For a social media video platform like YouTube to be a safe space for all kinds of creators, it must have certain rules of conduct in place. Not only that, but it must be able to define what types of content and behaviors aren’t acceptable, and then lay out punishments for those channels that cross the line.
YouTube does have such rules, and they’re called Community Guidelines. If you, like all legitimate YouTubers, want your content and your channel to stay on the platform, so you can build your brand and make money, then it’s never too soon for you to familiarize yourself with these guidelines and adhere to them completely!
What Are YouTube’s Community Guidelines?
YouTube’s Community Guidelines can be broken down into five separate categories: Span & Deceptive Practices, Sensitive Content, Violent or Dangerous Content, Regulated Goods, and Misinformation.
Let’s dig into each one, so that you know what you can and what you can’t make videos or posts about on YouTube.
1. Spam & Deceptive Practices
There are several types of content and actions that can fall under Spam & Deceptive Practices. Basically, this category covers anything that misleads or deceives viewers into watching your video or performing some other action that benefits you at their expense.
Here are some of the areas of YouTube where the Spam & Deceptive Practices guidelines are typically enforced.
- Fake Engagement: This refers to engagement (i.e., likes, comments, views, shares, and subscribers) that you purchase or acquire from automated systems, AKA bots. Since it comes from fake accounts, it can deceive your audience into thinking you’re more popular and trustworthy than you actually are.
- Impersonation: You should never copy someone else’s channel or channel name with the intent to impersonate them. That’s misleading to their audience as well as yours.
- External Links: YouTube creators are allowed to include external links in their videos, providing those links don’t lead to malicious or dangerous websites, viruses, pornography, sites that sell regulated goods which YouTube prohibits, and any other sites that may encourage users to violate other Community Guidelines.
- Spam, Deceptive Practices, and Scams: Attempting to spam, deceive, or scam your audience out of money and otherwise take advantage of them is a good way to get your channel terminated.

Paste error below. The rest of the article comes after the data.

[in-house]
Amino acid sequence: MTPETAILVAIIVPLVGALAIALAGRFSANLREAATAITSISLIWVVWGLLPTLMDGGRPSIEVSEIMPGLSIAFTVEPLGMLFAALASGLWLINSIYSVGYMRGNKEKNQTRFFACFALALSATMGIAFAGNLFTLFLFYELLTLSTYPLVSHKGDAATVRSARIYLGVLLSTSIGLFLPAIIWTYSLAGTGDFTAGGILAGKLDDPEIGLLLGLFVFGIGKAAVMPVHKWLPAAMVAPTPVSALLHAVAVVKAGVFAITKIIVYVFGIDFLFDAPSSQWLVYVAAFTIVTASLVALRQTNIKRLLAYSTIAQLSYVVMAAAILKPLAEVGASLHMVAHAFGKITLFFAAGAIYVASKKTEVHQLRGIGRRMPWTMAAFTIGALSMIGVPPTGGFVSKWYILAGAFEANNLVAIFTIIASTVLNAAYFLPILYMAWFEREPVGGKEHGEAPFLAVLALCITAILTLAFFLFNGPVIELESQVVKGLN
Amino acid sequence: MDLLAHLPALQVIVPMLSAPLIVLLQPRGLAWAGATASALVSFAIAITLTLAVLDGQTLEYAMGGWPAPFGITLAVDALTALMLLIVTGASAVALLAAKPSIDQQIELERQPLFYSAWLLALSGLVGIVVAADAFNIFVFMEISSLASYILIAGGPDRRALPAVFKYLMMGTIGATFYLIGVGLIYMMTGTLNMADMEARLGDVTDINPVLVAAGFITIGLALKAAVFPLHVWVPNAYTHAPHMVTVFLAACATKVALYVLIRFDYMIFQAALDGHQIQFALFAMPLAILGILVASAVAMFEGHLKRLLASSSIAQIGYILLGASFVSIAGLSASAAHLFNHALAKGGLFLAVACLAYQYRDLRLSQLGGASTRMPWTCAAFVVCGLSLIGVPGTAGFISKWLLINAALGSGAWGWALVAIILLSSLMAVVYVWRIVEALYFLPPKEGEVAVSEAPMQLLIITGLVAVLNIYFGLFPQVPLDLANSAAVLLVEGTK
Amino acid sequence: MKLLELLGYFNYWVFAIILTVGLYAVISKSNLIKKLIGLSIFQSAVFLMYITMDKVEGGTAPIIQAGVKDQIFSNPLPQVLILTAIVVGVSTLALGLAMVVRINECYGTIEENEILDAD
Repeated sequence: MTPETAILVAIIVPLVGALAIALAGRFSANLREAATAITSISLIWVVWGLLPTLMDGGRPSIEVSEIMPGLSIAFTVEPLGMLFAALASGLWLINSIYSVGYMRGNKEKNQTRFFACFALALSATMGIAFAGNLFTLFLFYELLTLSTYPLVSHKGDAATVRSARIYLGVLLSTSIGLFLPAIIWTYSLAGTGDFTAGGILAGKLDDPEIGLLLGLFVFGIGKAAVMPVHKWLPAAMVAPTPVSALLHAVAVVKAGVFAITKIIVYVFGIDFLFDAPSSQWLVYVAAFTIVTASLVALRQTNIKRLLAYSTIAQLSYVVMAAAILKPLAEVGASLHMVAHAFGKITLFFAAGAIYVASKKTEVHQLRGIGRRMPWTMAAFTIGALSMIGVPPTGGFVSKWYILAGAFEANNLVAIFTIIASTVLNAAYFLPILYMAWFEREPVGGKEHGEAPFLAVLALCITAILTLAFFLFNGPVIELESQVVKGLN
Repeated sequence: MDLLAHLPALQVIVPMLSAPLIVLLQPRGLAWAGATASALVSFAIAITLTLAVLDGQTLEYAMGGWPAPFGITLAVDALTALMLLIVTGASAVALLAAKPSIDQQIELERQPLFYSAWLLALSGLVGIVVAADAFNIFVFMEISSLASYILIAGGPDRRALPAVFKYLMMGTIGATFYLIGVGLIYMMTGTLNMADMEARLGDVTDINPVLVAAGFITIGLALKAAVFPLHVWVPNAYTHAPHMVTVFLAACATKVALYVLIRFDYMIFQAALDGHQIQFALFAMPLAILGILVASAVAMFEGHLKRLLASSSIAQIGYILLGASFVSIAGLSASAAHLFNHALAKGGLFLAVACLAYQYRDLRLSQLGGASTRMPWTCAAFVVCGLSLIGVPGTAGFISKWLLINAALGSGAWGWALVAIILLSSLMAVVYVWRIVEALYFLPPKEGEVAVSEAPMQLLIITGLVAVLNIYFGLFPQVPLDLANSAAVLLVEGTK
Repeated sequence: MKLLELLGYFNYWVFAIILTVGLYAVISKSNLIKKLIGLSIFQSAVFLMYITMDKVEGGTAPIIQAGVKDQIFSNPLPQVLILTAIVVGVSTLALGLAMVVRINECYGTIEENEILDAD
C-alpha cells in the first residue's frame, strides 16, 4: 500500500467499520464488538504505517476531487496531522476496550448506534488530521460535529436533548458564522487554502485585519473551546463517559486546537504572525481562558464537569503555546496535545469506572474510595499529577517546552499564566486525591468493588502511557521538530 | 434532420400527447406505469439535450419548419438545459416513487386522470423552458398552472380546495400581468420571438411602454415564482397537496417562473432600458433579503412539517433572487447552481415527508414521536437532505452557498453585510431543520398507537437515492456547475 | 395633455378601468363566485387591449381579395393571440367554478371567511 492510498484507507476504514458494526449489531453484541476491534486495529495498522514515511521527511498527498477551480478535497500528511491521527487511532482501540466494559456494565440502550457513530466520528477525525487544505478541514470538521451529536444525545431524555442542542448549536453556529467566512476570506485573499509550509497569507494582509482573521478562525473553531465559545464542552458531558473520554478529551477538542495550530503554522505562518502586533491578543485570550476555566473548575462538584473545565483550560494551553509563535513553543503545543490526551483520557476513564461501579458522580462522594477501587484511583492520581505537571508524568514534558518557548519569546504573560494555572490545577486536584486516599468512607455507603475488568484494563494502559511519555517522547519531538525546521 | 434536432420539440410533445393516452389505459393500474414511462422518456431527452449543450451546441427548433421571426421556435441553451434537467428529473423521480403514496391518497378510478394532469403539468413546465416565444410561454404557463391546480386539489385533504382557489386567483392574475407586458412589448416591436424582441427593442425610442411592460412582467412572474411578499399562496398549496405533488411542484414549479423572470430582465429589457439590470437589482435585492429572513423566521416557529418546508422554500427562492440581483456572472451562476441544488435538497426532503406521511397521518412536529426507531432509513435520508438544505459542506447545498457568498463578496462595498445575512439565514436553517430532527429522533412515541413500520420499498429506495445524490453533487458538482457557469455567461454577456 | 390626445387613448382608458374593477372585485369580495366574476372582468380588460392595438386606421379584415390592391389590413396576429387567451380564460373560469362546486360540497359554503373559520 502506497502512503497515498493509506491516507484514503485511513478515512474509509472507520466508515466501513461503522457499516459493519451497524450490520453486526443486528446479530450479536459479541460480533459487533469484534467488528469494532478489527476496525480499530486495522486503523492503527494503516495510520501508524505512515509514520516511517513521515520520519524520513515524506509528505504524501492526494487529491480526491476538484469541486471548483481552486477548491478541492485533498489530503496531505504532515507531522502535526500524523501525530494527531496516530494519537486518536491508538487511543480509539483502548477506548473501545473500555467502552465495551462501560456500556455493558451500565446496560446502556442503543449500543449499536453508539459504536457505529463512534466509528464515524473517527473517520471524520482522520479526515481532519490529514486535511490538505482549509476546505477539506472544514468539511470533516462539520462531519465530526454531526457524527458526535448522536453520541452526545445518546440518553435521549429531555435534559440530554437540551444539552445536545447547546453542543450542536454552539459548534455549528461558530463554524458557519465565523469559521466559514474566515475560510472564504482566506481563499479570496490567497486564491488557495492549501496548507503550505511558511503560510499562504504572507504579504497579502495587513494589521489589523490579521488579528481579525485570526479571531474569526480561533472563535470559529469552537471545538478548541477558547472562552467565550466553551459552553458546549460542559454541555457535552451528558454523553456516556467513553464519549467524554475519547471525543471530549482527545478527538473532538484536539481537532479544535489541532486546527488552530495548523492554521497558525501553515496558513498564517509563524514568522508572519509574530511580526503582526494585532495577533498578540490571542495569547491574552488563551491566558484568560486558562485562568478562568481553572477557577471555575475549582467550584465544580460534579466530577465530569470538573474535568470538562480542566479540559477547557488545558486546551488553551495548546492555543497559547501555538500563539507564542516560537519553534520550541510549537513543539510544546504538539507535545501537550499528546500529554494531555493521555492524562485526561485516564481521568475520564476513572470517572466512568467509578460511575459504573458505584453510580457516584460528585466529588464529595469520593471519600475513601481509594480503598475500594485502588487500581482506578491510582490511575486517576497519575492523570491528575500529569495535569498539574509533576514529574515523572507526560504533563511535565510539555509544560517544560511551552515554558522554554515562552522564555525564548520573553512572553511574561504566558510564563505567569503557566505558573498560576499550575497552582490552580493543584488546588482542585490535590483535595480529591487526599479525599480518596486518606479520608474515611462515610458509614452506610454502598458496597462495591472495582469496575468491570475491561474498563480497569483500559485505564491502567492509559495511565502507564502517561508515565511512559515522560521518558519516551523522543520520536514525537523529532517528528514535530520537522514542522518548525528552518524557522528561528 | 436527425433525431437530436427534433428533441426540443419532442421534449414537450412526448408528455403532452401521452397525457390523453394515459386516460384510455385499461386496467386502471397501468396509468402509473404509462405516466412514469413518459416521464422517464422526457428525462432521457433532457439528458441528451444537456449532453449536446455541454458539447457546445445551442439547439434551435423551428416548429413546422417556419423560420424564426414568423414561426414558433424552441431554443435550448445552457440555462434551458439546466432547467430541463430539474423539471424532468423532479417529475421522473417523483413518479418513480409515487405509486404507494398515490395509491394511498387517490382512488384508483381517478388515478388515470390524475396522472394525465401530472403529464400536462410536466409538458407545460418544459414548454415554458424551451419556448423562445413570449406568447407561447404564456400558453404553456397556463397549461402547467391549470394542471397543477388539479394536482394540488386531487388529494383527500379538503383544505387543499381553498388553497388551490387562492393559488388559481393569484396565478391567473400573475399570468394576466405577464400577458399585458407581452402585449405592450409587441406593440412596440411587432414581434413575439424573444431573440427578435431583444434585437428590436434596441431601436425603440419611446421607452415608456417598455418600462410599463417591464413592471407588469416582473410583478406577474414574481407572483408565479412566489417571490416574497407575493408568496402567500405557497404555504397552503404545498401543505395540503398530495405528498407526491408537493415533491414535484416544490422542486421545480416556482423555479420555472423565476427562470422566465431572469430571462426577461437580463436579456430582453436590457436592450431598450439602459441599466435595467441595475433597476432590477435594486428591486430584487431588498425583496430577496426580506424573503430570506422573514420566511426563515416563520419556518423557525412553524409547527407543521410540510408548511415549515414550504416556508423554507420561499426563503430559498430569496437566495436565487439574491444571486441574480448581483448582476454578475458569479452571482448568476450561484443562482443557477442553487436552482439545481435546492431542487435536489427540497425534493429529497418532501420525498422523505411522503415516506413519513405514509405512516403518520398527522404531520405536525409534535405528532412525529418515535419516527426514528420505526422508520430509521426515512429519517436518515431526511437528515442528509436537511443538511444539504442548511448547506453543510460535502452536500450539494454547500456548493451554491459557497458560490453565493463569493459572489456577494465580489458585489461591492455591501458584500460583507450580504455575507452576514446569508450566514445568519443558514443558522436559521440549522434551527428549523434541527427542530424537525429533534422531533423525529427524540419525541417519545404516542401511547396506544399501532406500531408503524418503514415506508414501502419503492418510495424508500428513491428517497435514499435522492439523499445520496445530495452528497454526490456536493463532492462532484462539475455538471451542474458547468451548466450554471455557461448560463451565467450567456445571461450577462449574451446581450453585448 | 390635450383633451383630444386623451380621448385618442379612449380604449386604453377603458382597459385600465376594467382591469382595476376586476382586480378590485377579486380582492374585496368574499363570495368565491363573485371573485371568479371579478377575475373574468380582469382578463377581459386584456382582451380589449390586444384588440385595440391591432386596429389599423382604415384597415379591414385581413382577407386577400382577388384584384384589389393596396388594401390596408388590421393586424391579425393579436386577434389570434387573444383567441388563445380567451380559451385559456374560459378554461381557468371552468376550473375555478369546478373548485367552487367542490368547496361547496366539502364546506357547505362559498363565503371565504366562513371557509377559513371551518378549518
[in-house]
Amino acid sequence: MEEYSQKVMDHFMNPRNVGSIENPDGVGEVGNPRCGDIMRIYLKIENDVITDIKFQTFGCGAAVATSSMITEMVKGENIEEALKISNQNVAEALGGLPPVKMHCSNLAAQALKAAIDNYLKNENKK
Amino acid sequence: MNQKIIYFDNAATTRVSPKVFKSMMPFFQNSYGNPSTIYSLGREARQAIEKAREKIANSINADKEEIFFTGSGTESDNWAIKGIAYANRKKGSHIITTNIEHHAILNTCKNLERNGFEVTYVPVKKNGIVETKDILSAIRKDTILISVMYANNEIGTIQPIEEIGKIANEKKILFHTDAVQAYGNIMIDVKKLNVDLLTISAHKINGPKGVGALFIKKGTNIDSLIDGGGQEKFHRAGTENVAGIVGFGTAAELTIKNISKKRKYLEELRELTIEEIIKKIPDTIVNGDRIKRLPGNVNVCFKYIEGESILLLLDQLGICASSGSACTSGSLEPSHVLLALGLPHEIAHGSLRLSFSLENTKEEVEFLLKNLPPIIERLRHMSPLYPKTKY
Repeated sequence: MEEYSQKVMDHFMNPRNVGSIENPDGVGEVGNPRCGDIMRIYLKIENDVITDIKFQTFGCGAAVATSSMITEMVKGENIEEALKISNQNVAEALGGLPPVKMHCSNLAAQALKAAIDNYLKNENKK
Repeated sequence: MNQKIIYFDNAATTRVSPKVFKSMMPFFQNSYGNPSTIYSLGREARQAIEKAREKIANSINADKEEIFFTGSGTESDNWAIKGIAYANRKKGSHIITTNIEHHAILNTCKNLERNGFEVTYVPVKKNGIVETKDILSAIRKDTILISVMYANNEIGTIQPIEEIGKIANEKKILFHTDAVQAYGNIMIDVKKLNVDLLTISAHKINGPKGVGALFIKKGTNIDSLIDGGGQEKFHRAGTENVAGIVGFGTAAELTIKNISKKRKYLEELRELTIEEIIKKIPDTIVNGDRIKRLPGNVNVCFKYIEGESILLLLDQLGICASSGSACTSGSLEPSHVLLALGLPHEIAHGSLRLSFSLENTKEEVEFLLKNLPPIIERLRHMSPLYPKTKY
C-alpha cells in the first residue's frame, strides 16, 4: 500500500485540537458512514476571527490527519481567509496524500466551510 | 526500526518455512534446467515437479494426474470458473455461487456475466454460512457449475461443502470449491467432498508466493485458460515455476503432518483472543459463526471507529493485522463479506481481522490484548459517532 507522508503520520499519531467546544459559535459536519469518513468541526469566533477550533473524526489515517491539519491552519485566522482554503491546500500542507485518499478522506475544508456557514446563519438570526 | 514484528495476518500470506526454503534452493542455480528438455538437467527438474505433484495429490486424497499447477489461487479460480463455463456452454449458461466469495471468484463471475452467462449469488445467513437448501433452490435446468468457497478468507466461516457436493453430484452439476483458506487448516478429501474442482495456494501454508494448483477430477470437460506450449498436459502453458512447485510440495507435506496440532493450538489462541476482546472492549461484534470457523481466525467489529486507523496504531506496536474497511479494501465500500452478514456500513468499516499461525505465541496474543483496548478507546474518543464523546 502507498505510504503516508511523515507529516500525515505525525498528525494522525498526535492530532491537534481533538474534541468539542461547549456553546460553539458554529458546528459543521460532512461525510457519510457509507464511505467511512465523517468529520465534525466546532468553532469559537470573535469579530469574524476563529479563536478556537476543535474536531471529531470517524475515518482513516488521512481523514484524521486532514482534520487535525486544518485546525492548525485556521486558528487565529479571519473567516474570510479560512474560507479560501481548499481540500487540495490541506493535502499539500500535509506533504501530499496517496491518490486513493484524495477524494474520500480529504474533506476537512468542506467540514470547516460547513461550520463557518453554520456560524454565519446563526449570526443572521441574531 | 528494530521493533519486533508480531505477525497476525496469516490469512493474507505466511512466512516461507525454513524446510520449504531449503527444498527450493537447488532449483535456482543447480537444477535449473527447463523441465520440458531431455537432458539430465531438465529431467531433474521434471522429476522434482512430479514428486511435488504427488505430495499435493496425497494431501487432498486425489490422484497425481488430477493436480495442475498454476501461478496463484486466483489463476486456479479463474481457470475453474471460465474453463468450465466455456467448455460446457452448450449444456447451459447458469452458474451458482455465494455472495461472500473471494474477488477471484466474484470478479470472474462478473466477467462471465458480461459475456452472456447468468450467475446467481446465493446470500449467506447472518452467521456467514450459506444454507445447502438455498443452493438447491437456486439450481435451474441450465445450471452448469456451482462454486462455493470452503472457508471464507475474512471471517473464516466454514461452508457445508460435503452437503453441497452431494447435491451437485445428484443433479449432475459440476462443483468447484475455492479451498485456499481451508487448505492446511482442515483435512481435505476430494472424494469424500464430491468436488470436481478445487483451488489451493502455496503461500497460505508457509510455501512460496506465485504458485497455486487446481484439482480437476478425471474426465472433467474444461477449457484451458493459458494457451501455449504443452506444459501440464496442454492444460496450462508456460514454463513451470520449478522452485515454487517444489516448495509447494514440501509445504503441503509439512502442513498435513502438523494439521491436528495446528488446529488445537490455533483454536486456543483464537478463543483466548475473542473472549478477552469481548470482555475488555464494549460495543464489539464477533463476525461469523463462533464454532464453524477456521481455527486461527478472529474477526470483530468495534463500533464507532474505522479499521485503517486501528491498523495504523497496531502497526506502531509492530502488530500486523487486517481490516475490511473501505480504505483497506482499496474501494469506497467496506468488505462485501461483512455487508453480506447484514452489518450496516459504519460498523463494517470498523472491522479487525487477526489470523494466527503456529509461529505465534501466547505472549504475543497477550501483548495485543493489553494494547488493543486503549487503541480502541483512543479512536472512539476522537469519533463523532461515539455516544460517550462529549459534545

- Playlists: When creating playlists, make sure that none of the videos you include were previously removed from the platform or in any way violated YouTube’s Community Guidelines. Furthermore, ensure that the metadata for the playlist (i.e., title, thumbnail, description, and tags) are appropriate.
- Encouraging Terms of Service Violations: Never encourage other users to break YouTube’s rules.
- Previously Removed Content or Content from Terminated or Restricted Creators: If you are caught re-uploading content to YouTube that was previously removed, or that comes from a terminated or restricted creator’s channel, this is a violation of the Community Guidelines.
2. Sensitive Content
The second category we want to cover is one of the most important ones to learn about. Sensitive Content is content that can harm the people who watch it, and as such you want to avoid posting it at all costs.
Let’s talk about the areas where these guidelines apply.
- Child Safety: YouTube strictly prohibits any content that may cause harm or distress to minors (teenagers and children under the age of 18), emotionally or physically. This is especially enforced where pornographic materials are concerned.
- Thumbnails: The thumbnails on your videos should never depict any sensitive content such as pornography, nudity, sexually gratifying imagery, graphic blood and gore, or any other images that are intended to shock or disgust the viewer. Furthermore, your thumbnails shouldn’t deceive your viewers into thinking they’re clicking on one type of video when in reality the video is about something else entirely.